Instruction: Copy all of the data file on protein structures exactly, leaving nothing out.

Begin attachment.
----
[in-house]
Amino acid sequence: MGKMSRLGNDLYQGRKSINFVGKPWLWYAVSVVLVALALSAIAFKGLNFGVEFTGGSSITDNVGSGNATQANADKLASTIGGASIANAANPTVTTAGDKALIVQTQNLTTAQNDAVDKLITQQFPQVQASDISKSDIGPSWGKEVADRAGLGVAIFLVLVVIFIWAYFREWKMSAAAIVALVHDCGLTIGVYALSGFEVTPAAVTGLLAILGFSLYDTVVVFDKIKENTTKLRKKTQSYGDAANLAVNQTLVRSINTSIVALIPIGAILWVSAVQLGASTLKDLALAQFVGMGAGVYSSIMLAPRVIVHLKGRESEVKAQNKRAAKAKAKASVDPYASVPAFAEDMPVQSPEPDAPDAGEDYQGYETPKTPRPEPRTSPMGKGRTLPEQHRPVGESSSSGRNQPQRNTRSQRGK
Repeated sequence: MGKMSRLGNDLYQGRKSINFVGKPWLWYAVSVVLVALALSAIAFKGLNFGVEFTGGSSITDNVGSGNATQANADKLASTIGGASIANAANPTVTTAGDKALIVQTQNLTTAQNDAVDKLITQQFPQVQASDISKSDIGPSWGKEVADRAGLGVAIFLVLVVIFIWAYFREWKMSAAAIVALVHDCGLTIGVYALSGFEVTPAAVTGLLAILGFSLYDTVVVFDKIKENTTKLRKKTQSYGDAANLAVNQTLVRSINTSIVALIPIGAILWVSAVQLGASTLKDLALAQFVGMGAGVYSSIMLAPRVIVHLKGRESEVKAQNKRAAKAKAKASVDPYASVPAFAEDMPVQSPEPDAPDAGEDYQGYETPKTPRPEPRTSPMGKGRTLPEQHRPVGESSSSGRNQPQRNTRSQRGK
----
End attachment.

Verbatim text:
[in-house]
Amino acid sequence: MGKMSRLGNDLYQGRKSINFVGKPWLWYAVSVVLVALALSAIAFKGLNFGVEFTGGSSITDNVGSGNATQANADKLASTIGGASIANAANPTVTTAGDKALIVQTQNLTTAQNDAVDKLITQQFPQVQASDISKSDIGPSWGKEVADRAGLGVAIFLVLVVIFIWAYFREWKMSAAAIVALVHDCGLTIGVYALSGFEVTPAAVTGLLAILGFSLYDTVVVFDKIKENTTKLRKKTQSYGDAANLAVNQTLVRSINTSIVALIPIGAILWVSAVQLGASTLKDLALAQFVGMGAGVYSSIMLAPRVIVHLKGRESEVKAQNKRAAKAKAKASVDPYASVPAFAEDMPVQSPEPDAPDAGEDYQGYETPKTPRPEPRTSPMGKGRTLPEQHRPVGESSSSGRNQPQRNTRSQRGK
Repeated sequence: MGKMSRLGNDLYQGRKSINFVGKPWLWYAVSVVLVALALSAIAFKGLNFGVEFTGGSSITDNVGSGNATQANADKLASTIGGASIANAANPTVTTAGDKALIVQTQNLTTAQNDAVDKLITQQFPQVQASDISKSDIGPSWGKEVADRAGLGVAIFLVLVVIFIWAYFREWKMSAAAIVALVHDCGLTIGVYALSGFEVTPAAVTGLLAILGFSLYDTVVVFDKIKENTTKLRKKTQSYGDAANLAVNQTLVRSINTSIVALIPIGAILWVSAVQLGASTLKDLALAQFVGMGAGVYSSIMLAPRVIVHLKGRESEVKAQNKRAAKAKAKASVDPYASVPAFAEDMPVQSPEPDAPDAGEDYQGYETPKTPRPEPRTSPMGKGRTLPEQHRPVGESSSSGRNQPQRNTRSQRGK